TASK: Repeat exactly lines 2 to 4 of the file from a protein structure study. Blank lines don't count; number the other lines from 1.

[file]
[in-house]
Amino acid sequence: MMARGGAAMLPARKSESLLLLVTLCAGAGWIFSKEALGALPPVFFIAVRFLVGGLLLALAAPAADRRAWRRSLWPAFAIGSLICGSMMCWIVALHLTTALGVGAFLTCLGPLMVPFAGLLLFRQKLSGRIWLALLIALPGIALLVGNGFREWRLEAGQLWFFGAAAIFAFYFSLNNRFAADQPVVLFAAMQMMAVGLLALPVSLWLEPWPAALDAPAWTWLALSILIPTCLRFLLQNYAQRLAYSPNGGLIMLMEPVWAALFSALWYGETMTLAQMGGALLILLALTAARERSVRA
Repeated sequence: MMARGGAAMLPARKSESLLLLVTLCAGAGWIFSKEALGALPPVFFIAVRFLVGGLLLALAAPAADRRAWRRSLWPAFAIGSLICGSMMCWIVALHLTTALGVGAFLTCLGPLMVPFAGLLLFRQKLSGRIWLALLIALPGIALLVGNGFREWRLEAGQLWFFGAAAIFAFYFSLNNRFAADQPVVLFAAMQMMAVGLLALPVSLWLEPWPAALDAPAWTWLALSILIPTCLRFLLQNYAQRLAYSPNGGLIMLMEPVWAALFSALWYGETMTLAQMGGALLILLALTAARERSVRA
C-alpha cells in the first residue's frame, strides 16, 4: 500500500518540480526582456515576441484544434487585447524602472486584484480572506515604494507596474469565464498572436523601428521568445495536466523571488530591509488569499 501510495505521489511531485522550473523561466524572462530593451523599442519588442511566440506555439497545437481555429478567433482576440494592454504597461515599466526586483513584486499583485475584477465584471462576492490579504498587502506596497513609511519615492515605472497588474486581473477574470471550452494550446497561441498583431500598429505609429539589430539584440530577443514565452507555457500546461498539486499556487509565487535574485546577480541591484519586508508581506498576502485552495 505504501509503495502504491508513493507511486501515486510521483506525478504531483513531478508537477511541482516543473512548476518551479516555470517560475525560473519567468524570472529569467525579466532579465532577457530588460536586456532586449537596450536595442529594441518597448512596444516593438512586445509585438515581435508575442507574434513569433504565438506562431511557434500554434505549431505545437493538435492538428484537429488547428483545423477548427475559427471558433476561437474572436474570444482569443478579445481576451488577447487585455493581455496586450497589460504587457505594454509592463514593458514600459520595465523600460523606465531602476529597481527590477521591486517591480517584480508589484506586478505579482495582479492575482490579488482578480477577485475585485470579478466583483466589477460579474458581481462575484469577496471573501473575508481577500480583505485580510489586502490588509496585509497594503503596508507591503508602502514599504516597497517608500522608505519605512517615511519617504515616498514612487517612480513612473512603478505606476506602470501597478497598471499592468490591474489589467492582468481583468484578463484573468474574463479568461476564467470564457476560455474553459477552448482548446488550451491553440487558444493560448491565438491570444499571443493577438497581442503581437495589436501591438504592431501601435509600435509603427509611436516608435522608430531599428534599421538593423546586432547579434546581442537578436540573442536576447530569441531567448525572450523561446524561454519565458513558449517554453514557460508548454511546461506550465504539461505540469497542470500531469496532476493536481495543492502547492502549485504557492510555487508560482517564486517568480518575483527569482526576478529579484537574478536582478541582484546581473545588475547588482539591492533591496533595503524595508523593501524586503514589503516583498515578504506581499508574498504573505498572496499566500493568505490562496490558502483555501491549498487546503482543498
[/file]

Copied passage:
Amino acid sequence: MMARGGAAMLPARKSESLLLLVTLCAGAGWIFSKEALGALPPVFFIAVRFLVGGLLLALAAPAADRRAWRRSLWPAFAIGSLICGSMMCWIVALHLTTALGVGAFLTCLGPLMVPFAGLLLFRQKLSGRIWLALLIALPGIALLVGNGFREWRLEAGQLWFFGAAAIFAFYFSLNNRFAADQPVVLFAAMQMMAVGLLALPVSLWLEPWPAALDAPAWTWLALSILIPTCLRFLLQNYAQRLAYSPNGGLIMLMEPVWAALFSALWYGETMTLAQMGGALLILLALTAARERSVRA
Repeated sequence: MMARGGAAMLPARKSESLLLLVTLCAGAGWIFSKEALGALPPVFFIAVRFLVGGLLLALAAPAADRRAWRRSLWPAFAIGSLICGSMMCWIVALHLTTALGVGAFLTCLGPLMVPFAGLLLFRQKLSGRIWLALLIALPGIALLVGNGFREWRLEAGQLWFFGAAAIFAFYFSLNNRFAADQPVVLFAAMQMMAVGLLALPVSLWLEPWPAALDAPAWTWLALSILIPTCLRFLLQNYAQRLAYSPNGGLIMLMEPVWAALFSALWYGETMTLAQMGGALLILLALTAARERSVRA
C-alpha cells in the first residue's frame, strides 16, 4: 500500500518540480526582456515576441484544434487585447524602472486584484480572506515604494507596474469565464498572436523601428521568445495536466523571488530591509488569499 501510495505521489511531485522550473523561466524572462530593451523599442519588442511566440506555439497545437481555429478567433482576440494592454504597461515599466526586483513584486499583485475584477465584471462576492490579504498587502506596497513609511519615492515605472497588474486581473477574470471550452494550446497561441498583431500598429505609429539589430539584440530577443514565452507555457500546461498539486499556487509565487535574485546577480541591484519586508508581506498576502485552495 505504501509503495502504491508513493507511486501515486510521483506525478504531483513531478508537477511541482516543473512548476518551479516555470517560475525560473519567468524570472529569467525579466532579465532577457530588460536586456532586449537596450536595442529594441518597448512596444516593438512586445509585438515581435508575442507574434513569433504565438506562431511557434500554434505549431505545437493538435492538428484537429488547428483545423477548427475559427471558433476561437474572436474570444482569443478579445481576451488577447487585455493581455496586450497589460504587457505594454509592463514593458514600459520595465523600460523606465531602476529597481527590477521591486517591480517584480508589484506586478505579482495582479492575482490579488482578480477577485475585485470579478466583483466589477460579474458581481462575484469577496471573501473575508481577500480583505485580510489586502490588509496585509497594503503596508507591503508602502514599504516597497517608500522608505519605512517615511519617504515616498514612487517612480513612473512603478505606476506602470501597478497598471499592468490591474489589467492582468481583468484578463484573468474574463479568461476564467470564457476560455474553459477552448482548446488550451491553440487558444493560448491565438491570444499571443493577438497581442503581437495589436501591438504592431501601435509600435509603427509611436516608435522608430531599428534599421538593423546586432547579434546581442537578436540573442536576447530569441531567448525572450523561446524561454519565458513558449517554453514557460508548454511546461506550465504539461505540469497542470500531469496532476493536481495543492502547492502549485504557492510555487508560482517564486517568480518575483527569482526576478529579484537574478536582478541582484546581473545588475547588482539591492533591496533595503524595508523593501524586503514589503516583498515578504506581499508574498504573505498572496499566500493568505490562496490558502483555501491549498487546503482543498